Step Up Your Settings: Privacy Settings How-To’s

Who do you really want to have see your information online? Use these how-to guides to help you better control who can find out what about you.

Turning Off Location Services

If you have location services turned on (enabled) when you post to a social-networking website, other people could use that information to find you using the GPS coordinates associated with the post.

To keep your location private, turn off (disable) location services. If you’re posting from a mobile phone or tablet, you can choose which apps can use location services, or you can turn off location services for all of your apps at once. Remember that if you’re posting to a site from multiple devices, you may need to turn off location services for each device individually!

Follow these links to find out how to turn off location services for apps on your devices:

Instructions for Newer Apple iDevices:

Instructions for Newer Devices with Android:

Instructions for Other Devices and Older Devices:

Instructions for Twitter:

Instructions for Facebook:

Instructions for Instagram:

Instructions for Mapping Apps:

Turning Off Photo Tagging

Many social-media sites allow users to “tag” their photos with the IDs of other users who appear in them. Depending on the site and the type of account you have, tagging may be opt-out, i.e., the default may be to allow tagging unless you turn it off in your privacy settings.

Follow these links to find out how to limit or turn off photo tagging:

Instructions for Twitter:

Instructions for Facebook:

Instructions for Instagram:

Changing Basic Privacy Settings: By Site/App

Almost every app or social-media site has adjustable privacy settings, which are a way of saying which kind of information you want to share with who (profile, posts, likes, etc.). If you don’t personalize your privacy settings, the app or site will use their own default settings, which may or may not look like what you would want.

Not all apps/sites allow you to adjust your settings for every type of information they have about you, and some may not allow you to adjust anything. However, providers can change which types of sharing they allow you to adjust, and what the options are, so it’s a good idea to review your privacy settings regularly.

Follow these links to find step-by-step instructions for adjusting the basic privacy settings for some popular apps and sites:

For Twitter:

For Facebook:

For Instagram:

For Snapchat:

Information for more apps coming soon!

Changing Basic Privacy Settings: By Device

Your devices can communicate information about time, location, and their own identities to the various apps and site you use, as well as to your Internet service provider and the device manufacturer. In some cases, this is necessary — an app needs to know your phone’s identity to be able to deliver content to it. But in other cases, you can adjust your privacy settings to control which information is shared with who.

Follow these links to find step-by-step instructions for adjusting the basic privacy settings for some common types of phones and tablets:

For iPhones and iPads:

For Android Phones and Tablets:

For Windows Phones:

For Macintosh Computers:

Information for more devices coming soon!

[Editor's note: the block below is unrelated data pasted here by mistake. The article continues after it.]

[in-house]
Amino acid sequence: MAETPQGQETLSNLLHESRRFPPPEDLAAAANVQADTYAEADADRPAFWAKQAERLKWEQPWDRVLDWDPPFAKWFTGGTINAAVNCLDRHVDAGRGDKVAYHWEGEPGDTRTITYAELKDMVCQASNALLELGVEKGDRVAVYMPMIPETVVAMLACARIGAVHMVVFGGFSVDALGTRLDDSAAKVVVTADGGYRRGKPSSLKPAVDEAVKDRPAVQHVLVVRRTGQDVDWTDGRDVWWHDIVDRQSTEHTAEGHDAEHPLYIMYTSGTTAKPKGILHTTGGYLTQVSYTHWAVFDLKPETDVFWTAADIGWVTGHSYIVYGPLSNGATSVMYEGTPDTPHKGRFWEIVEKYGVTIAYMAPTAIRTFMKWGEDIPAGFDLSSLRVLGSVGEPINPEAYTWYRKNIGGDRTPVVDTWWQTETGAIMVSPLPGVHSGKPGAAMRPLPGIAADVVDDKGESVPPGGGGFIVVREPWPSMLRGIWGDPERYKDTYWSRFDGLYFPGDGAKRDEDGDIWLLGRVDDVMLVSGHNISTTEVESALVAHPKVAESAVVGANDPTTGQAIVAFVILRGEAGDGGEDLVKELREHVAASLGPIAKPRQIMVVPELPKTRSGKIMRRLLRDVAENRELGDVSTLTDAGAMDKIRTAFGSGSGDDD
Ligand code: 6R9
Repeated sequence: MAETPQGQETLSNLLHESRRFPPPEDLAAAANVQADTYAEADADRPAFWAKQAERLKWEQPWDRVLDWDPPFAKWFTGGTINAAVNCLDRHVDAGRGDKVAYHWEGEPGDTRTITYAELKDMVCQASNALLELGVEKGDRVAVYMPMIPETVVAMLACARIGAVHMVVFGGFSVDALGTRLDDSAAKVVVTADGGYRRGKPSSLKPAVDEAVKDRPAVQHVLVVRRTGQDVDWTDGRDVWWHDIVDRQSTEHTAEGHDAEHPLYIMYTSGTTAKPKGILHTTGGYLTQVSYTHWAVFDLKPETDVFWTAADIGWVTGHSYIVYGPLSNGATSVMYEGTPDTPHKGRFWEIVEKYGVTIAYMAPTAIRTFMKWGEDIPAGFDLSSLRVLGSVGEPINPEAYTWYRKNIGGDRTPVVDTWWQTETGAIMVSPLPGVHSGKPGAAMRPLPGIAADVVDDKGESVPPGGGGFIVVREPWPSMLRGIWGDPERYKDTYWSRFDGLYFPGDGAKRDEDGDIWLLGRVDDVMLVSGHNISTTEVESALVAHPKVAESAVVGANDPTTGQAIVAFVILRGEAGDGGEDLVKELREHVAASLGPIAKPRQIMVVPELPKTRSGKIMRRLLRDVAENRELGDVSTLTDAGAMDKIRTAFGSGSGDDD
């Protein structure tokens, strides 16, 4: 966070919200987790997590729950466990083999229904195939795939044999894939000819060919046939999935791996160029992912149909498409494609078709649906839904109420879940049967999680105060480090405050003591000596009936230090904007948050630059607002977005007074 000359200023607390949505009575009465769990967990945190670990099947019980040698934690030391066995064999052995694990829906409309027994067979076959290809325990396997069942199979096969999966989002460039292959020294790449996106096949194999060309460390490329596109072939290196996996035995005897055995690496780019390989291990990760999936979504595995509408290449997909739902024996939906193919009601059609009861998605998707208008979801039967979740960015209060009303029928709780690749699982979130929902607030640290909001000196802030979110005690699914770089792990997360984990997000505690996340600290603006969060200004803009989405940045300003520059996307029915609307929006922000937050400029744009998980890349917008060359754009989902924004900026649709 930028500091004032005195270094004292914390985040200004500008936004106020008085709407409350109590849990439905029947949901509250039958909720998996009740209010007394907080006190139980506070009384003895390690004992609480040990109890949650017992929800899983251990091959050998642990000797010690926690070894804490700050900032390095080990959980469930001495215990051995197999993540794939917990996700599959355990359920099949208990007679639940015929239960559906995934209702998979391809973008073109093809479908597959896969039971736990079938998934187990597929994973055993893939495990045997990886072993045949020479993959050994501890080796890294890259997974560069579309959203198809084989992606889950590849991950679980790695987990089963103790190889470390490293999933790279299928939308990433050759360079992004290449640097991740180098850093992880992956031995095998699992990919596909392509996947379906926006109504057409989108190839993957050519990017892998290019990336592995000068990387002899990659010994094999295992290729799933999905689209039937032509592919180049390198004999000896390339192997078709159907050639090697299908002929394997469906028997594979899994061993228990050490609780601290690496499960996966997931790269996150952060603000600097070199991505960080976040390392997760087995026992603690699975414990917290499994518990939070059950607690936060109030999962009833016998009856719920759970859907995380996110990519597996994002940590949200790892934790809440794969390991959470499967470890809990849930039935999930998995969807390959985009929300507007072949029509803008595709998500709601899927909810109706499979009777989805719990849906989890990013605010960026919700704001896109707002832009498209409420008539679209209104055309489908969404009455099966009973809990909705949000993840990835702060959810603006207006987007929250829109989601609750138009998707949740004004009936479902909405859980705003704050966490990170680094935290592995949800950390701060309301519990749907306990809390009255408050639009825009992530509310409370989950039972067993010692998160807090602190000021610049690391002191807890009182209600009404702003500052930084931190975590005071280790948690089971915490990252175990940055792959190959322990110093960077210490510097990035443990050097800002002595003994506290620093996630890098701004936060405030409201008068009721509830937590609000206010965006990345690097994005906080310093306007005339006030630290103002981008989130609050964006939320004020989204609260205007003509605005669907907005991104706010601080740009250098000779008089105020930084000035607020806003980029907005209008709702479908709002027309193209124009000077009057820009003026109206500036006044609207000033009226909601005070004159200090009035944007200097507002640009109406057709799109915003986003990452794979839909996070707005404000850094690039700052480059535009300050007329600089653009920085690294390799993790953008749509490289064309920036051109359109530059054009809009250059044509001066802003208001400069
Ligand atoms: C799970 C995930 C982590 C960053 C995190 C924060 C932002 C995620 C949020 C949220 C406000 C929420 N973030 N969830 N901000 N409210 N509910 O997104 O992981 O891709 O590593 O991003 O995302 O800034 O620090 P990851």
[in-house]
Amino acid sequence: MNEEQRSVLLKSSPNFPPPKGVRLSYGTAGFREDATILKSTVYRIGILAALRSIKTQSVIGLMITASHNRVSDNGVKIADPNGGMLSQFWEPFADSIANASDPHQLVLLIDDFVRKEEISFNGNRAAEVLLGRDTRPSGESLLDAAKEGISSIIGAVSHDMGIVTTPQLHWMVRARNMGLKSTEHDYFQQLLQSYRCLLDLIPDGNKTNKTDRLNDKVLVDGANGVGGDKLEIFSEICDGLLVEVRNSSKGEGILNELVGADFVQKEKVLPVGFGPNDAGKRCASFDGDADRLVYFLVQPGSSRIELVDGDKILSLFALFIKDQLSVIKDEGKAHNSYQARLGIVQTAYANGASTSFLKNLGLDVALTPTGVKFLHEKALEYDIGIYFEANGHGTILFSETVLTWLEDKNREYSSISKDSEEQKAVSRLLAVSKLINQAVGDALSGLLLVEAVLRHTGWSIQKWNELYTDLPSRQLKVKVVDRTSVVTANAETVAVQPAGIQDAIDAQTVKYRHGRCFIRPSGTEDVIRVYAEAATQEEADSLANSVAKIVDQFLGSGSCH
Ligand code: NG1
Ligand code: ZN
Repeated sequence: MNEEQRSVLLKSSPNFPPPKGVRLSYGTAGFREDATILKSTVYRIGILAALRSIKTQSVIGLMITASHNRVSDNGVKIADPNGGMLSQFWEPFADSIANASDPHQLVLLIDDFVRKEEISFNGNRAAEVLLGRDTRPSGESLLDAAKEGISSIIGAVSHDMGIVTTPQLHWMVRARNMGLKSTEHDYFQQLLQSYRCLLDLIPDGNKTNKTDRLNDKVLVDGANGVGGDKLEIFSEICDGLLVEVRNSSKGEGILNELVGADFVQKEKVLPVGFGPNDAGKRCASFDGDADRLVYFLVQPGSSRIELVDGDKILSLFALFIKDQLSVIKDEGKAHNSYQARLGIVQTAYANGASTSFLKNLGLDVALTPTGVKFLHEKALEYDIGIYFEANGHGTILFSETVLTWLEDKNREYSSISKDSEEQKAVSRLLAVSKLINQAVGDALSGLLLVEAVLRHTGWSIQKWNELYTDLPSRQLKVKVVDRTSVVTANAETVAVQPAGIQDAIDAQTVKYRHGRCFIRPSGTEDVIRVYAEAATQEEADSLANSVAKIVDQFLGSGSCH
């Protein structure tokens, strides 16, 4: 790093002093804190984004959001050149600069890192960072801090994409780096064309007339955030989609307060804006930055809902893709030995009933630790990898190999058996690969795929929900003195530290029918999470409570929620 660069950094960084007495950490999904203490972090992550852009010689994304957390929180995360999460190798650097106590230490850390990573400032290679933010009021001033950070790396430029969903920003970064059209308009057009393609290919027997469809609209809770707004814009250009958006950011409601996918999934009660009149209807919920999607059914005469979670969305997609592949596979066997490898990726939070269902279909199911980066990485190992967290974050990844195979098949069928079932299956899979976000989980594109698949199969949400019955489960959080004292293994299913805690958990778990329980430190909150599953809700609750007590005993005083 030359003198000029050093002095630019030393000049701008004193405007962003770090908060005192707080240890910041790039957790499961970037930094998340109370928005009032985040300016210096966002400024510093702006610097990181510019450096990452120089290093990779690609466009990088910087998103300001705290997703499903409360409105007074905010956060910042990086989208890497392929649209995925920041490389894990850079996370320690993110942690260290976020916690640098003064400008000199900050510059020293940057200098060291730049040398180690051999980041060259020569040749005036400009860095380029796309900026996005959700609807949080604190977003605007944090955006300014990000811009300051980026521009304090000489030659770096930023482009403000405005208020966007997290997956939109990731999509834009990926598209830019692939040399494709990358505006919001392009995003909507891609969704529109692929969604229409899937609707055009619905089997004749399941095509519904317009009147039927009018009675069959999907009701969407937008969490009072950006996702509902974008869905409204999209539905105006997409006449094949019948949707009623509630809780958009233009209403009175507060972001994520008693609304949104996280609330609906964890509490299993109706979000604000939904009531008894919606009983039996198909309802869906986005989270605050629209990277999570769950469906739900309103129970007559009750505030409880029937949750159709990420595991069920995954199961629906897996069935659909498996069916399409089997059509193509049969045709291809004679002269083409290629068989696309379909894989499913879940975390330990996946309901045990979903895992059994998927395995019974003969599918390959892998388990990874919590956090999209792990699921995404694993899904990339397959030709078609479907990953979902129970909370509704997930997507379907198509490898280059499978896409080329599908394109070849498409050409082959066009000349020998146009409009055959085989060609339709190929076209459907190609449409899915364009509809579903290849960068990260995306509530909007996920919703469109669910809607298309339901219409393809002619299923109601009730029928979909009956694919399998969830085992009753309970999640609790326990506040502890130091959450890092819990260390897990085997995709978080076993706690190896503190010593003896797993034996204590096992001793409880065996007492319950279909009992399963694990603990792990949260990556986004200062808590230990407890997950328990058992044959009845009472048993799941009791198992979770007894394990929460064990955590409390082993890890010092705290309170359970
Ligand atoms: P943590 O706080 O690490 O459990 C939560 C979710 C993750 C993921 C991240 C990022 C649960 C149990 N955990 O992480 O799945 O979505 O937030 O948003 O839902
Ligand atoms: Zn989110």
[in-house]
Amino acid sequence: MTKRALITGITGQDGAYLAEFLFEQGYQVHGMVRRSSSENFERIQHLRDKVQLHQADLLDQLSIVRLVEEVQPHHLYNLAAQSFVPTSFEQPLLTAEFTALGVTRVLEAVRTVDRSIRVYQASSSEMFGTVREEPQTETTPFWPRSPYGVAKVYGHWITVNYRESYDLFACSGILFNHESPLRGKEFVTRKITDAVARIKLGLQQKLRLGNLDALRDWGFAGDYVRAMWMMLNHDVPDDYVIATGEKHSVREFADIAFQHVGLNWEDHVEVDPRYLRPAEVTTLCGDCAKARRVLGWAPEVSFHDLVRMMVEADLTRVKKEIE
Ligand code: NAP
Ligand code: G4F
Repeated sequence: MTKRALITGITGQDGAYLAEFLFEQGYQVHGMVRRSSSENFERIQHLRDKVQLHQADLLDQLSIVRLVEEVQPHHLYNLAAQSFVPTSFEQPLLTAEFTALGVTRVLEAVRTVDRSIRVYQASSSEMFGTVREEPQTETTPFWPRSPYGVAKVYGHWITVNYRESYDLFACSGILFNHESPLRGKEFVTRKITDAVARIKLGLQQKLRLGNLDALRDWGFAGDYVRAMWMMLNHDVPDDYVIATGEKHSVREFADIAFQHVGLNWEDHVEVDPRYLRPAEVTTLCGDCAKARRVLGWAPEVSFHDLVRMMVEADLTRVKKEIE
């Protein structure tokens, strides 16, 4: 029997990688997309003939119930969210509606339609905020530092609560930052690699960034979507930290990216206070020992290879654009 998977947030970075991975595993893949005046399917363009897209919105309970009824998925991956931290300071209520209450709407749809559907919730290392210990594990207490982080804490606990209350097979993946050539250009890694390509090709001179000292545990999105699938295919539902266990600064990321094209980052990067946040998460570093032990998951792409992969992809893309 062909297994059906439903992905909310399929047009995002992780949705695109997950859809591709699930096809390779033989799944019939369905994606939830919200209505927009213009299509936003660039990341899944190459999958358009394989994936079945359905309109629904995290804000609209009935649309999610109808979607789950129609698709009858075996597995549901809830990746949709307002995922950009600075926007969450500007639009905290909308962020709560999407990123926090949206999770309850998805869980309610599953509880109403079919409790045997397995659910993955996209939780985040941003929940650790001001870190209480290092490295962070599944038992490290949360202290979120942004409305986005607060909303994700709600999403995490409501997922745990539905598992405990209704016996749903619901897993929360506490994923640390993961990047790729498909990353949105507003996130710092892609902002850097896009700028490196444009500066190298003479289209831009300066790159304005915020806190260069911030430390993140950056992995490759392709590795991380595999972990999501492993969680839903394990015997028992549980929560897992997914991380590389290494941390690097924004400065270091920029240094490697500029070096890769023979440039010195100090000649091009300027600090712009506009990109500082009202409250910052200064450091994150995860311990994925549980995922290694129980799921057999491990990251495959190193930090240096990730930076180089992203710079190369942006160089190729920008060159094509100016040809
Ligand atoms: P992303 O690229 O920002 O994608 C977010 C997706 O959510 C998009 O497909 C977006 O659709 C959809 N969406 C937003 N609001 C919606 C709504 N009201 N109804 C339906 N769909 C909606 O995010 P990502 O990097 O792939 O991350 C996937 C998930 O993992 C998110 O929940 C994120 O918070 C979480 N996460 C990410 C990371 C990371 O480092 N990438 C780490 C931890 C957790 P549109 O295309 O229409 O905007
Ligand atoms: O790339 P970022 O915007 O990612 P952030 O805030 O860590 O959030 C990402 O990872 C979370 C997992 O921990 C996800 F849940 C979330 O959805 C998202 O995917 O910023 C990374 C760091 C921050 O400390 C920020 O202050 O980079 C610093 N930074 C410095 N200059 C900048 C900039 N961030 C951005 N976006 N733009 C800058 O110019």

Disabling Tracking Identifiers

When you use a mobile app or browse the web, apps and websites — and the advertisers they sell ad space to — keep track of your activities, even if you don’t log in or provide other personal information. Mobile apps mainly do this using a unique “advertising ID” number that is supplied by your device. Websites mainly do it by placing a small file on your computer or mobile device called a “cookie” with an ID number and activity log.

Follow these links to find out how to reduce these types of tracking:

Instructions for Setting Your Browser to Clear Cookies Regularly:

Instructions for Disabling Advertising Identifiers on Mobile Devices:

Stripping EXIF Data from Photos

When a photo or video is captured with a cell phone or digital camera, other data such as the time, date, and GPS location of the photo may also be recorded, along with information about the camera itself. Before uploading photos or videos to a website or attaching them to email, you can remove this information (called metadata), so that people who view your photos and videos don’t learn more about you than you meant them to.

Follow these links to find out how to strip this metadata from your photos:

Instructions for Specific Operating Systems:

Note that some websites, including Facebook and Twitter, strip the EXIF data from photos and videos automatically when they are uploaded. However, the websites may then add similar information to the post itself, like where you posted from. Use the how-to’s above to adjust your settings about what information websites add.

Deleting or Deactivating Accounts

If you feel that eliminating your social-media accounts altogether is the safest route for you, the links below can help you close, deactivate, or delete your accounts. And even if you’re still active on social media, deleting or deactivating old accounts you don’t use anymore is generally a good idea.

Keep in mind that your account data may still be there in backup storage, and if it was ever mirrored or quoted, those copies will not be deleted. (However, deleting the original copy may make it harder to find.) In addition, some social-media sites will not let you delete an account at all; you may only be able to close it.

Follow these links for instructions on how to delete or deactivate accounts on popular social-media sites:

Instructions for Twitter:

Instructions for Facebook:

Instructions for Instagram:

Instructions for Other Sites:

Instructions for Many Sites: